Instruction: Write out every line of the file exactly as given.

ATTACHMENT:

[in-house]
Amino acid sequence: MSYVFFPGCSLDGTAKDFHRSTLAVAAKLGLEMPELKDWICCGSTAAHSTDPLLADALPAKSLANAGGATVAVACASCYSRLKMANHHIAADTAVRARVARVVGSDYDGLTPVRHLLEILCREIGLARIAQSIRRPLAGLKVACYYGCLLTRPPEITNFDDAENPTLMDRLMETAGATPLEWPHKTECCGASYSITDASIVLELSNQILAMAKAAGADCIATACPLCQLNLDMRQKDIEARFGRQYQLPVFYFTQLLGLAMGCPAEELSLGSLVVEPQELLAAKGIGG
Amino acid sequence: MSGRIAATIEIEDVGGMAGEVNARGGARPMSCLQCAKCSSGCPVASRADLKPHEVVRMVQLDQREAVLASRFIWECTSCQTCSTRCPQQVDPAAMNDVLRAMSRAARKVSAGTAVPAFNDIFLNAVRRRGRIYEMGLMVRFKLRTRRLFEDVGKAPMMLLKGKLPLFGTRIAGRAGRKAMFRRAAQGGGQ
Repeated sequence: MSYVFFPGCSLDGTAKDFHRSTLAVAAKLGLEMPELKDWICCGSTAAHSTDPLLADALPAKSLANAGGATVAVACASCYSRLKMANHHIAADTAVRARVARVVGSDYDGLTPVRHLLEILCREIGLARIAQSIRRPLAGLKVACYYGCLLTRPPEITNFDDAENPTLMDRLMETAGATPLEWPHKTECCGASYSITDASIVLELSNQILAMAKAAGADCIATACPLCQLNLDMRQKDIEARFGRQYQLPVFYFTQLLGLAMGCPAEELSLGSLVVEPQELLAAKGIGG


[in-house]
Amino acid sequence: MSYVFFPGCSLDGTAKDFHRSTLAVAAKLGLEMPELKDWICCGSTAAHSTDPLLADALPAKSLANAGGATVAVACASCYSRLKMANHHIAADTAVRARVARVVGSDYDGLTPVRHLLEILCREIGLARIAQSIRRPLAGLKVACYYGCLLTRPPEITNFDDAENPTLMDRLMETAGATPLEWPHKTECCGASYSITDASIVLELSNQILAMAKAAGADCIATACPLCQLNLDMRQKDIEARFGRQYQLPVFYFTQLLGLAMGCPAEELSLGSLVVEPQELLAAKGIGG
Amino acid sequence: MSGRIAATIEIEDVGGMAGEVNARGGARPMSCLQCAKCSSGCPVASRADLKPHEVVRMVQLDQREAVLASRFIWECTSCQTCSTRCPQQVDPAAMNDVLRAMSRAARKVSAGTAVPAFNDIFLNAVRRRGRIYEMGLMVRFKLRTRRLFEDVGKAPMMLLKGKLPLFGTRIAGRAGRKAMFRRAAQGGGQ
Repeated sequence: MSYVFFPGCSLDGTAKDFHRSTLAVAAKLGLEMPELKDWICCGSTAAHSTDPLLADALPAKSLANAGGATVAVACASCYSRLKMANHHIAADTAVRARVARVVGSDYDGLTPVRHLLEILCREIGLARIAQSIRRPLAGLKVACYYGCLLTRPPEITNFDDAENPTLMDRLMETAGATPLEWPHKTECCGASYSITDASIVLELSNQILAMAKAAGADCIATACPLCQLNLDMRQKDIEARFGRQYQLPVFYFTQLLGLAMGCPAEELSLGSLVVEPQELLAAKGIGG